Skip to main content

Advertisement

Advertisement

Scores of pilot whales dead in New Zealand stranding

WELLINGTON — Almost 100 pilot whales have died in a mass stranding on New Zealand's remote Chatham Islands, conservation officials said Wednesday (Nov 25).

A photo from Feb 11, 2017 shows fishermen looking at pilot whales which died in a mass stranding at Farewell Spit. A recent mass stranding left almost 100 pilot whales have dead on New Zealand's remote Chatham Islands, conservation officials said on Nov 25, 2020.

A photo from Feb 11, 2017 shows fishermen looking at pilot whales which died in a mass stranding at Farewell Spit. A recent mass stranding left almost 100 pilot whales have dead on New Zealand's remote Chatham Islands, conservation officials said on Nov 25, 2020.

WELLINGTON — Almost 100 pilot whales have died in a mass stranding on New Zealand's remote Chatham Islands, conservation officials said Wednesday (Nov 25).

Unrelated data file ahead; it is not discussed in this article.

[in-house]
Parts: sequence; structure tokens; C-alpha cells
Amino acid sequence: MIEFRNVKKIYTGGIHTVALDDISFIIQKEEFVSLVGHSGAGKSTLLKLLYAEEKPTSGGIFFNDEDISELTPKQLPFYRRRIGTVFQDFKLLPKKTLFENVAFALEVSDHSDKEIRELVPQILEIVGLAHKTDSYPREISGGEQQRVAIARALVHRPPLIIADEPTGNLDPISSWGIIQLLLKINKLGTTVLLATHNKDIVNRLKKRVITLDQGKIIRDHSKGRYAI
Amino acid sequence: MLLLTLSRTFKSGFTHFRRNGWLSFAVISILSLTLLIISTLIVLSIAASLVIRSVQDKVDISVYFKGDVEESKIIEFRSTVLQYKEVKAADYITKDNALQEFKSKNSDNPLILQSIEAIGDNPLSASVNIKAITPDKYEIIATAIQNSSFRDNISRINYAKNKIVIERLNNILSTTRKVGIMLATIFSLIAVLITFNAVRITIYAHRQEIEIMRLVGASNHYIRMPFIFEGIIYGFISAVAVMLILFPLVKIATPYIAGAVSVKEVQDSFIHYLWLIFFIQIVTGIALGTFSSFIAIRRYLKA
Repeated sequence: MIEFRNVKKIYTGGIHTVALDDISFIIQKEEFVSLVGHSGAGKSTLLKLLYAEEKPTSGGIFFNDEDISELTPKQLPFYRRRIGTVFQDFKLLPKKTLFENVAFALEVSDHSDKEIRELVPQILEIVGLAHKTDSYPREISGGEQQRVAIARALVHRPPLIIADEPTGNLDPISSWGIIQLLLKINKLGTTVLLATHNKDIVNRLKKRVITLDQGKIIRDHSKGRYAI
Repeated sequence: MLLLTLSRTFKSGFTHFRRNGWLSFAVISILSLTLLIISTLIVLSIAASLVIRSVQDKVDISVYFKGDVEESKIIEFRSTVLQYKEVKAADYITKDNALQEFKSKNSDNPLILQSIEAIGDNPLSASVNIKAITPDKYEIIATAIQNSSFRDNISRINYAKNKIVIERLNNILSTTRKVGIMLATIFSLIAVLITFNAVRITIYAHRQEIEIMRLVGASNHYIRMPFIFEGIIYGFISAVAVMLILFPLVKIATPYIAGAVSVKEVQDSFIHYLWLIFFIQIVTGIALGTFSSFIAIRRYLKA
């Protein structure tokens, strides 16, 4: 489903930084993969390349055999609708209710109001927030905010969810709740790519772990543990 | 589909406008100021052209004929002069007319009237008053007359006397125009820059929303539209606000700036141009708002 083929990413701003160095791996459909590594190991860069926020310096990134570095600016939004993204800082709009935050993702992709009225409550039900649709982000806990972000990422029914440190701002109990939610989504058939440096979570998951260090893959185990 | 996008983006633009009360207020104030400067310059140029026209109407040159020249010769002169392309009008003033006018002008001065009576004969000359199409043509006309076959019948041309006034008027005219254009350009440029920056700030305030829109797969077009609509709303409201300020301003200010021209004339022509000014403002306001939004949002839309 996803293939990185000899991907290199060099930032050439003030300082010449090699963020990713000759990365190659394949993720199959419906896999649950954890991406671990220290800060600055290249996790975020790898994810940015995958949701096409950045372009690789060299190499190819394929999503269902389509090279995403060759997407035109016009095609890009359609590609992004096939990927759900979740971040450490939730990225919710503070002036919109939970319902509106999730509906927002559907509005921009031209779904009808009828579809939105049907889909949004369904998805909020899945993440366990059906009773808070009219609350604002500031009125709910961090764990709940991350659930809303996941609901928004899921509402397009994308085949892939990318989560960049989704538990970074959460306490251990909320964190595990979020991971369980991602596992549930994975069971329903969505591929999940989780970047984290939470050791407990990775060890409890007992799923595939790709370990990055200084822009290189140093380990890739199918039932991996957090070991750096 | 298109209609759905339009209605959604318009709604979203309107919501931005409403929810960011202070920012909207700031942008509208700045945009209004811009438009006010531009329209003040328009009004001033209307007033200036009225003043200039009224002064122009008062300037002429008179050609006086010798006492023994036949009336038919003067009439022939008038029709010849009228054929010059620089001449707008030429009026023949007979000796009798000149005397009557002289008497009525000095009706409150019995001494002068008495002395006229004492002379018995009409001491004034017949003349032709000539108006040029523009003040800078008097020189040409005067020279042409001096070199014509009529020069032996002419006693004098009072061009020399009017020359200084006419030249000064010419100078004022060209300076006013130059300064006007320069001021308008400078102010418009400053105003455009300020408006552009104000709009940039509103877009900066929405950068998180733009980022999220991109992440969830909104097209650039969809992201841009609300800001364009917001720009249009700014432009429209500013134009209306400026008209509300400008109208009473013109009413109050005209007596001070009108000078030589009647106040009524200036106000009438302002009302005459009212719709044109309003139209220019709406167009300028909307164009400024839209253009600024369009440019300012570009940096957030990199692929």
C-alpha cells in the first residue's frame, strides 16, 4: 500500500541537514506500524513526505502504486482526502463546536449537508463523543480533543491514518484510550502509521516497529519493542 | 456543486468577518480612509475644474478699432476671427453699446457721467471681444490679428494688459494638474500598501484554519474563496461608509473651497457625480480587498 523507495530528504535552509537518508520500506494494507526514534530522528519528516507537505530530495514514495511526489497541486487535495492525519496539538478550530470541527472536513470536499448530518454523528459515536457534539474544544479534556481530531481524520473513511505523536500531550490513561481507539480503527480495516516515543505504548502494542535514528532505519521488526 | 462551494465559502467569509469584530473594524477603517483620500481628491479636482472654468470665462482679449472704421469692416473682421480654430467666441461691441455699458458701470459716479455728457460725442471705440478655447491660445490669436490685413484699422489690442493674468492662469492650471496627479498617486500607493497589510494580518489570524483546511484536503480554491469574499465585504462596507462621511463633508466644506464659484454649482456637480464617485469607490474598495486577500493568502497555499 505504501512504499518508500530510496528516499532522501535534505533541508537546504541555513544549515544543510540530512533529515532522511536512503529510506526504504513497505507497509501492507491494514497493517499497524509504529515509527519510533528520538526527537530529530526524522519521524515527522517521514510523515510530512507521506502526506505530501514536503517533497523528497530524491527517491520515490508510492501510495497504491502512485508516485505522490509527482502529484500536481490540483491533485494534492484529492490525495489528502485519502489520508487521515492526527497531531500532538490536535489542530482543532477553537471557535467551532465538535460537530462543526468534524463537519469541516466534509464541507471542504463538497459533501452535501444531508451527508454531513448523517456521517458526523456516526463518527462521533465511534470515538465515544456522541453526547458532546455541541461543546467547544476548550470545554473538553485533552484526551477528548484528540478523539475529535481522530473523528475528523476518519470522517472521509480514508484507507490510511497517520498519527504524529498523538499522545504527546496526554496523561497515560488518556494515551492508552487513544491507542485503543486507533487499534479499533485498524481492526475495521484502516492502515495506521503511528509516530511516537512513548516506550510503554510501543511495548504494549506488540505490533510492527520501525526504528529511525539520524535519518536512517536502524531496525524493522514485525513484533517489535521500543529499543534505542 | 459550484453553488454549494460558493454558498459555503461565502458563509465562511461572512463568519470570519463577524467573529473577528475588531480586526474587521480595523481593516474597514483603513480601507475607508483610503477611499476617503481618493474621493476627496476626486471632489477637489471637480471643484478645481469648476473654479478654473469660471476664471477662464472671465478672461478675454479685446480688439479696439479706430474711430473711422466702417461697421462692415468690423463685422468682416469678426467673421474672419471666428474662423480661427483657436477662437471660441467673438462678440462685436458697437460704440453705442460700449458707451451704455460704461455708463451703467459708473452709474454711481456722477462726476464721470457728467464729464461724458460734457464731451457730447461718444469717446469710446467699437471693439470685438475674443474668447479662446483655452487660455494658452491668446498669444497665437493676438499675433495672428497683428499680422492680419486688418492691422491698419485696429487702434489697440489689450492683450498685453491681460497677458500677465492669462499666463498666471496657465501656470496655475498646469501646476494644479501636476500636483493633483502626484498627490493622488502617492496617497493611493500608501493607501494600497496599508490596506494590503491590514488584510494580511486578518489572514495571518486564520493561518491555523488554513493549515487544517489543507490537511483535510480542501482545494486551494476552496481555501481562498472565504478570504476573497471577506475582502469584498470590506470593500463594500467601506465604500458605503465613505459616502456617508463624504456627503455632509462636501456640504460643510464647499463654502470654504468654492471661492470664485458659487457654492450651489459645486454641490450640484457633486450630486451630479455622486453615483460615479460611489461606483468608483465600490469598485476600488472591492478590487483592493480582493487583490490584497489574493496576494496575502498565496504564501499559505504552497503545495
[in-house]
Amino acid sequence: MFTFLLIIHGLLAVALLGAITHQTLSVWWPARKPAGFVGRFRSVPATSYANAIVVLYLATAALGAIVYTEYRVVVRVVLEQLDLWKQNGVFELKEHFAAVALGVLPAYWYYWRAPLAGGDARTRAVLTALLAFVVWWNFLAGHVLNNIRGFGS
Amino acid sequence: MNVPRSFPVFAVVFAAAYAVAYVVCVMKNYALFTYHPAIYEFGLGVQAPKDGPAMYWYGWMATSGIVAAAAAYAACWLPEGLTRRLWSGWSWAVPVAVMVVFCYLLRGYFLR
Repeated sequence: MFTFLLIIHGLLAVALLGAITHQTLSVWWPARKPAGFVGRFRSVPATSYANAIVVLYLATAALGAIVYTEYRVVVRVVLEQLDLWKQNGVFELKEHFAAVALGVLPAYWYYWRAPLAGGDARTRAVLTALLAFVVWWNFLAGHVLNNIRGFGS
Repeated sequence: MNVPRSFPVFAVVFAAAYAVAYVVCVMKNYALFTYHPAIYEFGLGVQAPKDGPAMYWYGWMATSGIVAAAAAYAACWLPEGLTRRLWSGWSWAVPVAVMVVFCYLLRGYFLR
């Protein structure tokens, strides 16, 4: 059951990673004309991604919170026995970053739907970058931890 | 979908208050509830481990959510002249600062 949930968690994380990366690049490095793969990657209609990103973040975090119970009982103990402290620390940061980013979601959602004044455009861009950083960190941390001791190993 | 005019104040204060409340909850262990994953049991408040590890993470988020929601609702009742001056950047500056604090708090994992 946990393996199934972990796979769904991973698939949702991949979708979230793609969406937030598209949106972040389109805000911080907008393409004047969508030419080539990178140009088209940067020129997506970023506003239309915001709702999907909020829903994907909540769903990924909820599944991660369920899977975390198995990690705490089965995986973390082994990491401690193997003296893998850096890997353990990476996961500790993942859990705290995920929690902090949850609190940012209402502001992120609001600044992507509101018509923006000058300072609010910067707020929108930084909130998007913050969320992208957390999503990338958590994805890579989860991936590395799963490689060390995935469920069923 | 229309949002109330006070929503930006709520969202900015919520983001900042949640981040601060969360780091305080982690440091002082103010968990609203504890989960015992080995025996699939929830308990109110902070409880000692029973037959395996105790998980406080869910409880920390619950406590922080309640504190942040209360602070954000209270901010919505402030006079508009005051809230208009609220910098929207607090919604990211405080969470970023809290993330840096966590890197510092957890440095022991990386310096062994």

Most of the marine mammals beached themselves over the weekend but rescue efforts were hampered by the area's isolated location, about 800km east of the South Island, the Department of Conservation said.

Department biodiversity ranger Jemma Welch said 69 whales had already died by the time wildlife officers reached the beach.

She said 28 pilot whales, including two that beached on Monday after the initial stranding, and three dolphins were euthanised.

Ms Welch said the animals had to be put down "due to the rough sea conditions and almost certainty of there being great white sharks in the water which are brought in by a stranding like this".

She said members of the local Maori community had performed a ceremony to honour the spirits of the whales, which would be left to decompose naturally.

The Chatham Islands was the site of New Zealand's largest recorded mass stranding, when 1,000 beached themselves in 1918.

Pilot whales grow up to 6m long and are the most common species of whale in New Zealand waters.

The causes of mass strandings remain unknown despite scientists studying the phenomenon for decades.

Theories include pod members following a sick leader ashore, shoreline geography that scrambles the animals' sonar, the presence of predators and extreme weather. AFP

Related topics

whale New Zealand marine life

Read more of the latest in

Advertisement

Popular

Advertisement

Stay in the know. Anytime. Anywhere.

Subscribe to get daily news updates, insights and must reads delivered straight to your inbox.

By clicking subscribe, I agree for my personal data to be used to send me TODAY newsletters, promotional offers and for research and analysis.